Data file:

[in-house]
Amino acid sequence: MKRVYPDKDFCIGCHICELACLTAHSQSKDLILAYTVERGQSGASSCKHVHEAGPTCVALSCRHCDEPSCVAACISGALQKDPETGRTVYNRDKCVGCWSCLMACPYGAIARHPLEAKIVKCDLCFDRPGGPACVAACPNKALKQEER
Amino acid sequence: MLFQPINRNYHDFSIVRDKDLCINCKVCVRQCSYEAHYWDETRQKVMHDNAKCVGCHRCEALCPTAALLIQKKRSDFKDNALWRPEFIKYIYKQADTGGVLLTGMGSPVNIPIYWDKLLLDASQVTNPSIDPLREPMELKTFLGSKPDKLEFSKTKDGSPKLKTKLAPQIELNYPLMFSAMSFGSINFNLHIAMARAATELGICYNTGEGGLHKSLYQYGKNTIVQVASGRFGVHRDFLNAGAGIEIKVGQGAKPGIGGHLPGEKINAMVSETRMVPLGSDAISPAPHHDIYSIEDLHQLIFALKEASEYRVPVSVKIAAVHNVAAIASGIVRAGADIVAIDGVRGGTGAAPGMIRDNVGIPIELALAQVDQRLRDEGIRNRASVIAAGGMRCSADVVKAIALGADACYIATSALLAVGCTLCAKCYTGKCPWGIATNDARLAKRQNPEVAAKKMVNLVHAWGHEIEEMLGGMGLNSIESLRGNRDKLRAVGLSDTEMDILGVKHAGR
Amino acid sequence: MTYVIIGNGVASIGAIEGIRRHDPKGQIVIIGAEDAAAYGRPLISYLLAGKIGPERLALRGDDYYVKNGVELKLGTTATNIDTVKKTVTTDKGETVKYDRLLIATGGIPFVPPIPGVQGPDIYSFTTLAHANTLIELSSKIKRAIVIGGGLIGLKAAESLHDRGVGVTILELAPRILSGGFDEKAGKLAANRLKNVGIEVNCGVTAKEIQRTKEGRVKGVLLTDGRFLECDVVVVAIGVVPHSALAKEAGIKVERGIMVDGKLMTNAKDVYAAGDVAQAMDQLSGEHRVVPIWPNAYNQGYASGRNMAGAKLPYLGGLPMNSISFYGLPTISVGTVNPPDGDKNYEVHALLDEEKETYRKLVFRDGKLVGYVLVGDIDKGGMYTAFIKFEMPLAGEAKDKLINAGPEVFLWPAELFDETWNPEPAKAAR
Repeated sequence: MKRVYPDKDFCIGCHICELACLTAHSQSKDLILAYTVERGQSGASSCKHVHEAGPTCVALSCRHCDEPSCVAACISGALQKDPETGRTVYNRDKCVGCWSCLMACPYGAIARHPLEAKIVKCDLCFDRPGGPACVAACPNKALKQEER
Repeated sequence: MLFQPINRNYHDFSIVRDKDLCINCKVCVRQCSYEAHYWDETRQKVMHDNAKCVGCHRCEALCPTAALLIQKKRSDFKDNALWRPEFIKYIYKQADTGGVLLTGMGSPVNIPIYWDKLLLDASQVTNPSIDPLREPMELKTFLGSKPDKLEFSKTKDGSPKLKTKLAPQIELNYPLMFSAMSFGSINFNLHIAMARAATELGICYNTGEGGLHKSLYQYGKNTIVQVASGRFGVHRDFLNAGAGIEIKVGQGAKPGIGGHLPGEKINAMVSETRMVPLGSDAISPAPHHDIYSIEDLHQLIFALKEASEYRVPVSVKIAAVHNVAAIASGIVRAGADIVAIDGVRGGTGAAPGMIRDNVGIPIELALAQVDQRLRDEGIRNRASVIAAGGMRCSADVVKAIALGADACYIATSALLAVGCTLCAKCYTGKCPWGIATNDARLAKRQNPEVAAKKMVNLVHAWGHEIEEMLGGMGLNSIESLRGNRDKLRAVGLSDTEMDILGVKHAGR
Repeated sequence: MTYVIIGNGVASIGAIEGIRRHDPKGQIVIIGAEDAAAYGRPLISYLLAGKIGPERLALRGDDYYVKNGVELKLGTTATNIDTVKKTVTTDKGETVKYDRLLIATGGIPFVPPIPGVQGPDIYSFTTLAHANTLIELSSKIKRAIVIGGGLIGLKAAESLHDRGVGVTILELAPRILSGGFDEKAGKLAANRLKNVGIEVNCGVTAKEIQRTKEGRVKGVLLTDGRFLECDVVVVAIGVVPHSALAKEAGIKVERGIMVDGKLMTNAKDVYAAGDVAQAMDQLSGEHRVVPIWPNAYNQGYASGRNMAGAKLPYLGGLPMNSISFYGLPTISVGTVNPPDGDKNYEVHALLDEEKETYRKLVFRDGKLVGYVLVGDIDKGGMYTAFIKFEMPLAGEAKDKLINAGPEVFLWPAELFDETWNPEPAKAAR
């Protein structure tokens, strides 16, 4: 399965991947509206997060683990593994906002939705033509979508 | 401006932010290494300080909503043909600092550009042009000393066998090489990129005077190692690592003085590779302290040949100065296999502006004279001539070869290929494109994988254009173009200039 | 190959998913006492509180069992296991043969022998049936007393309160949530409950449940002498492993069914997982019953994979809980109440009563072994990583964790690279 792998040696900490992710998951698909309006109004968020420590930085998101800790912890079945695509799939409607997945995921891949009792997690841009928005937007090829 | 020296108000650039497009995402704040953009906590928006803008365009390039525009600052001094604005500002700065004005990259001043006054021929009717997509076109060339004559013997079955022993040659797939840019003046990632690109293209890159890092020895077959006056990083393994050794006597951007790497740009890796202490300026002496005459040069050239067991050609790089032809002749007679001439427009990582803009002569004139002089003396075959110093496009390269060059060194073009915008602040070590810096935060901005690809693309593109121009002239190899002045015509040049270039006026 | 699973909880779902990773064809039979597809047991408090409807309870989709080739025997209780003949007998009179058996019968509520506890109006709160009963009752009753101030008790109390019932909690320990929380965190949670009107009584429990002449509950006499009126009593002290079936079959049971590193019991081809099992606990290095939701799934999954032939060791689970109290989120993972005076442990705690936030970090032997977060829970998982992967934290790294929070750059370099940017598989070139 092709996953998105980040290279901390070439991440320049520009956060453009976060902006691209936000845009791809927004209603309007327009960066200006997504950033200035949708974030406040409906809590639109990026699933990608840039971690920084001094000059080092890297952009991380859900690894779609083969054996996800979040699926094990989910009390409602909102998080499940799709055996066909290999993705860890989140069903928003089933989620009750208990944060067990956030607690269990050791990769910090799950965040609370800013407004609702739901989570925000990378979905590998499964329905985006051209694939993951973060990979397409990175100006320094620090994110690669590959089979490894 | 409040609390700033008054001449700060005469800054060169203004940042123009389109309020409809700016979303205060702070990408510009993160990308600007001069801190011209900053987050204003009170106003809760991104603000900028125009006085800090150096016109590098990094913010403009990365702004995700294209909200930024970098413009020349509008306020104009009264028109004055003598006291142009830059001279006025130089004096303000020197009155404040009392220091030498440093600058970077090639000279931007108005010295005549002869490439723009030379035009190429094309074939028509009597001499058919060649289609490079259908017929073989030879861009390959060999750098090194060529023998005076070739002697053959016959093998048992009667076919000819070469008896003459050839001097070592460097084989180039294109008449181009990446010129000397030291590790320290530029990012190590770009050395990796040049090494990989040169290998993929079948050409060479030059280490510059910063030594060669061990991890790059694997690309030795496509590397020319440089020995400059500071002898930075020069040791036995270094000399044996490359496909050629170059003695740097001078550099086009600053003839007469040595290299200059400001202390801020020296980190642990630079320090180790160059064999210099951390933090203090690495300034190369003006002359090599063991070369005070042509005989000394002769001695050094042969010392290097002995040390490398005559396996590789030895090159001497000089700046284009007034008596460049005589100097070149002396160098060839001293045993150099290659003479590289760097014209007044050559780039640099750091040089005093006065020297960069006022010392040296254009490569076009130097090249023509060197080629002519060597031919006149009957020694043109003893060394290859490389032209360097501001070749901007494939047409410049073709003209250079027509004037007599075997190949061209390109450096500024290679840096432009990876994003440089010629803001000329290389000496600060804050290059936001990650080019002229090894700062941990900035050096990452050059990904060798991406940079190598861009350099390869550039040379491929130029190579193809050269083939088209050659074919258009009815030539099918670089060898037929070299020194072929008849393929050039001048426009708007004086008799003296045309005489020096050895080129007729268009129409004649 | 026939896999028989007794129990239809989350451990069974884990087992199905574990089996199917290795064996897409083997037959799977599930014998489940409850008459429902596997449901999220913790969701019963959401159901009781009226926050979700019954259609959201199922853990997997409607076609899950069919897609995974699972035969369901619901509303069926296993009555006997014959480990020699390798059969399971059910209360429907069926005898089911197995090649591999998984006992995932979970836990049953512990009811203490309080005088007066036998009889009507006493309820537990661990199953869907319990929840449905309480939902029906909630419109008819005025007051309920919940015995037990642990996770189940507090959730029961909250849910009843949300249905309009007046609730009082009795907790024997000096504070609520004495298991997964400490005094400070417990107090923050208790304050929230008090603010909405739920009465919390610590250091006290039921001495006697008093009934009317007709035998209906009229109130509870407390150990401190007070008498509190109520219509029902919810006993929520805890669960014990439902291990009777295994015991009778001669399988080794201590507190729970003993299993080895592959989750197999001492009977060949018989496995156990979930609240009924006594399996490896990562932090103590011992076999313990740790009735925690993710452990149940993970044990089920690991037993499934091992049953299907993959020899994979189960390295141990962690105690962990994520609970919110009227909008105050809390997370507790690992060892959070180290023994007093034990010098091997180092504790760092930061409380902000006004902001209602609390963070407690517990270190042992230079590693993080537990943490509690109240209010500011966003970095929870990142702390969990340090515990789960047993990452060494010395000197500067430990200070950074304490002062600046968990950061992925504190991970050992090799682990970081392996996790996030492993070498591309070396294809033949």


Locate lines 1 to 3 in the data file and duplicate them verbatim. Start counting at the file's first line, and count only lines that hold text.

[in-house]
Amino acid sequence: MKRVYPDKDFCIGCHICELACLTAHSQSKDLILAYTVERGQSGASSCKHVHEAGPTCVALSCRHCDEPSCVAACISGALQKDPETGRTVYNRDKCVGCWSCLMACPYGAIARHPLEAKIVKCDLCFDRPGGPACVAACPNKALKQEER
Amino acid sequence: MLFQPINRNYHDFSIVRDKDLCINCKVCVRQCSYEAHYWDETRQKVMHDNAKCVGCHRCEALCPTAALLIQKKRSDFKDNALWRPEFIKYIYKQADTGGVLLTGMGSPVNIPIYWDKLLLDASQVTNPSIDPLREPMELKTFLGSKPDKLEFSKTKDGSPKLKTKLAPQIELNYPLMFSAMSFGSINFNLHIAMARAATELGICYNTGEGGLHKSLYQYGKNTIVQVASGRFGVHRDFLNAGAGIEIKVGQGAKPGIGGHLPGEKINAMVSETRMVPLGSDAISPAPHHDIYSIEDLHQLIFALKEASEYRVPVSVKIAAVHNVAAIASGIVRAGADIVAIDGVRGGTGAAPGMIRDNVGIPIELALAQVDQRLRDEGIRNRASVIAAGGMRCSADVVKAIALGADACYIATSALLAVGCTLCAKCYTGKCPWGIATNDARLAKRQNPEVAAKKMVNLVHAWGHEIEEMLGGMGLNSIESLRGNRDKLRAVGLSDTEMDILGVKHAGR